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Let $L:K$ be a field extension. Let $A$ be a set of elements in $L$, all of which are algebraic over $K$. Construct the field extension $M=K(A)$. I have two questions:

[1] Is $M:K$ an algebraic field extension?

[2] Take $\beta\in M$ where $\beta$ is algebraic over $K$. Then $K(\beta):K$ is a finite extension. Can I assert that $\beta$ lies in a finite extension $K(a1,..., an)$ where $a1,..., an\in A$?

Both questions are trivial when $A$ is finite. So assume that $A$ is infinite; indeed assume that $[M:K]$ is infinite. Now what?

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This is skirting kind of close to what could be homework for a Galois theory course, but could also be honest confusion. Both of these come down to remembering definitions. For (1), the definition of "algebraic" is that every element of beta of M obeys a polynomial with coefficients in K. For (2), what it the definition of K(A)? –  David Speyer Nov 12 '09 at 14:59
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I think what is missing in (1) is not the definition, but the lemma that in any field extension M of K, the sum and product of two elements algebraic over K are both algebraic over K. Reciprocals are also algebraic. Hence the algebraic subset of M is a subfield of M, and per (1) it can only be M itself. I agree that (2) is by definition. –  Greg Kuperberg Nov 12 '09 at 16:07
    
The lemma that Greg gave certainly answers (1). The definition of K(A) is that it is the smallest subfield of L that contains both K and A. Everyone I've asked here thought both questions were trivial, but couldn't quite dot the i's and t's (at least on the first parse). However after some thought I believe that question (1) is answered in the affirmative by recognising that K(A) is equal to the set of rational expressions with indeterminates in A, and coefficients in K. The point being that these rational expressions contain a FINITE set of elements of A. –  Nick Gill Nov 12 '09 at 16:37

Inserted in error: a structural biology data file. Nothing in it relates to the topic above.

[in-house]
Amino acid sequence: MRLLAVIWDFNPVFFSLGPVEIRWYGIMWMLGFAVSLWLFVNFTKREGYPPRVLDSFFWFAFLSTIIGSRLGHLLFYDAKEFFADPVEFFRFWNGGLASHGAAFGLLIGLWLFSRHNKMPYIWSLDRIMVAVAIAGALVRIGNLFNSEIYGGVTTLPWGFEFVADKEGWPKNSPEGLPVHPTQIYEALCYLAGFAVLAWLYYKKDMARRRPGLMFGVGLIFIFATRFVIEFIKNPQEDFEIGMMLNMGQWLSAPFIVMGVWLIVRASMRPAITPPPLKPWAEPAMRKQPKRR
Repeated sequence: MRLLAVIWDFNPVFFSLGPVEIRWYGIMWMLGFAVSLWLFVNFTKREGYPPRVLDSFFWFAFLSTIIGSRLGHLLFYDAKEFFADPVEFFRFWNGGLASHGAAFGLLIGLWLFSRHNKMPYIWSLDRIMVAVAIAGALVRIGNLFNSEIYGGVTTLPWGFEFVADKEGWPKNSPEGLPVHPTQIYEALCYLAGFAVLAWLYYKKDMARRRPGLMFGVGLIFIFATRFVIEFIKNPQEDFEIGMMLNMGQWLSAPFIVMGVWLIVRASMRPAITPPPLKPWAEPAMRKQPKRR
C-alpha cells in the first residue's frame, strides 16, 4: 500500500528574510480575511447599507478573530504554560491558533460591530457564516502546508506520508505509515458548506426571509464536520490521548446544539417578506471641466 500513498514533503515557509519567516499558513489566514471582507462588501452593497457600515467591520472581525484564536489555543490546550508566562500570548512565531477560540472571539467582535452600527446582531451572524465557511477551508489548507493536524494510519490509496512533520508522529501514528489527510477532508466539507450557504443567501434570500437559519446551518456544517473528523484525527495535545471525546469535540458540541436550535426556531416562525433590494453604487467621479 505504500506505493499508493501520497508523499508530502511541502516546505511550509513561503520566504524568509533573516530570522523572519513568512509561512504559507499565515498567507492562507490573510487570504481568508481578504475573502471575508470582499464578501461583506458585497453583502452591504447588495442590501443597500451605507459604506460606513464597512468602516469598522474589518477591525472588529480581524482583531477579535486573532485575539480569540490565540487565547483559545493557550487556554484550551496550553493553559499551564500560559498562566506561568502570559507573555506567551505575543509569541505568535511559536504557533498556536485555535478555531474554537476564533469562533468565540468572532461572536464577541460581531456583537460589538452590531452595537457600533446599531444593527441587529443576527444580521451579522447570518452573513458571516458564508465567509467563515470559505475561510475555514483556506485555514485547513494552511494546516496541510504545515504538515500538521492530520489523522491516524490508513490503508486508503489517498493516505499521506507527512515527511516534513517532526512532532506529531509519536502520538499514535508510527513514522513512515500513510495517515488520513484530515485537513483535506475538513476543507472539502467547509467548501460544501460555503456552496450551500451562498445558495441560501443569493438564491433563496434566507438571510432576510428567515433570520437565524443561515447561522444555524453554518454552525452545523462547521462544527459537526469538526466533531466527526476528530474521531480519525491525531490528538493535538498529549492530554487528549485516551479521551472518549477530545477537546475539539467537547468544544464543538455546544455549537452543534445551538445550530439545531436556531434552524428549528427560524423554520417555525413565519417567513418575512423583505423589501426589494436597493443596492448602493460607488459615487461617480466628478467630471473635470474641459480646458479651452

Sorry I meant that "question (2) is answered in the affirmative" by the final observation. And you don't dot t's, you cross them. :-) –  Nick Gill Nov 12 '09 at 16:48
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As you note, both questions are trivial when A is finite, therefore they are trivial in general because K(A) is the union of of fields K(B) with B a finite subset of A. –  Mariano Suárez-Alvarez Nov 12 '09 at 18:40
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The question was a bit confusing because it was not clear what was meant as the definition of "the field extension $K(A)$". Nick says that "the smallest field containing" is the definition that he wanted, to make the question non-trivial. (But still routine, in my opinion.)

Let's agree then that both (1) and (2) are answered by this summary: The smallest field that contains $K$ and $A$ is the set of rational expressions in $A$ with coefficients in $K$. An element $\beta$ of this field $M$ can only use finitely many elements of $A$, so $\beta$ lies in the subfield generated by them. Moreover, $\beta$ is algebraic by the lemma that the sum or product of two algebraic numbers is algebraic, and the reciprocal of an algebraic number is algebraic.

I'm putting this summary here to hopefully take the question off of the unanswered stack.

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